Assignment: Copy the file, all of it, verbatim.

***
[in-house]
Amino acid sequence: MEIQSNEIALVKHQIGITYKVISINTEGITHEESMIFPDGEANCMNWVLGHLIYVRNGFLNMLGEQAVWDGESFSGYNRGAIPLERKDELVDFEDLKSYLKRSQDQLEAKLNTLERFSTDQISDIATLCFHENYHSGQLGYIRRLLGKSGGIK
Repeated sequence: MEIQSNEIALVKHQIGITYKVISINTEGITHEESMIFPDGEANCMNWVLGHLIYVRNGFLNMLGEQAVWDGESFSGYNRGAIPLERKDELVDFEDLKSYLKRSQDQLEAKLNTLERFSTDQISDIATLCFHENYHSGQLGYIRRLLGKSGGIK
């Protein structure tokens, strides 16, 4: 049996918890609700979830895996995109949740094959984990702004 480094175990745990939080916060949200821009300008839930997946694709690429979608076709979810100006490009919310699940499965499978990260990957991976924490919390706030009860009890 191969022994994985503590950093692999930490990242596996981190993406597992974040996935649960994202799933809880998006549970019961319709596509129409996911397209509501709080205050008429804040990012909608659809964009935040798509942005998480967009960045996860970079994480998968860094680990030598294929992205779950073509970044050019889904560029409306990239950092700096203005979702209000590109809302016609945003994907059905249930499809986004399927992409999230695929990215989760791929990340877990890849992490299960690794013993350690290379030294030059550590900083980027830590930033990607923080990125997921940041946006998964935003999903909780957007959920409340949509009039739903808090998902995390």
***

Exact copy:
[in-house]
Amino acid sequence: MEIQSNEIALVKHQIGITYKVISINTEGITHEESMIFPDGEANCMNWVLGHLIYVRNGFLNMLGEQAVWDGESFSGYNRGAIPLERKDELVDFEDLKSYLKRSQDQLEAKLNTLERFSTDQISDIATLCFHENYHSGQLGYIRRLLGKSGGIK
Repeated sequence: MEIQSNEIALVKHQIGITYKVISINTEGITHEESMIFPDGEANCMNWVLGHLIYVRNGFLNMLGEQAVWDGESFSGYNRGAIPLERKDELVDFEDLKSYLKRSQDQLEAKLNTLERFSTDQISDIATLCFHENYHSGQLGYIRRLLGKSGGIK
């Protein structure tokens, strides 16, 4: 049996918890609700979830895996995109949740094959984990702004 480094175990745990939080916060949200821009300008839930997946694709690429979608076709979810100006490009919310699940499965499978990260990957991976924490919390706030009860009890 191969022994994985503590950093692999930490990242596996981190993406597992974040996935649960994202799933809880998006549970019961319709596509129409996911397209509501709080205050008429804040990012909608659809964009935040798509942005998480967009960045996860970079994480998968860094680990030598294929992205779950073509970044050019889904560029409306990239950092700096203005979702209000590109809302016609945003994907059905249930499809986004399927992409999230695929990215989760791929990340877990890849992490299960690794013993350690290379030294030059550590900083980027830590930033990607923080990125997921940041946006998964935003999903909780957007959920409340949509009039739903808090998902995390």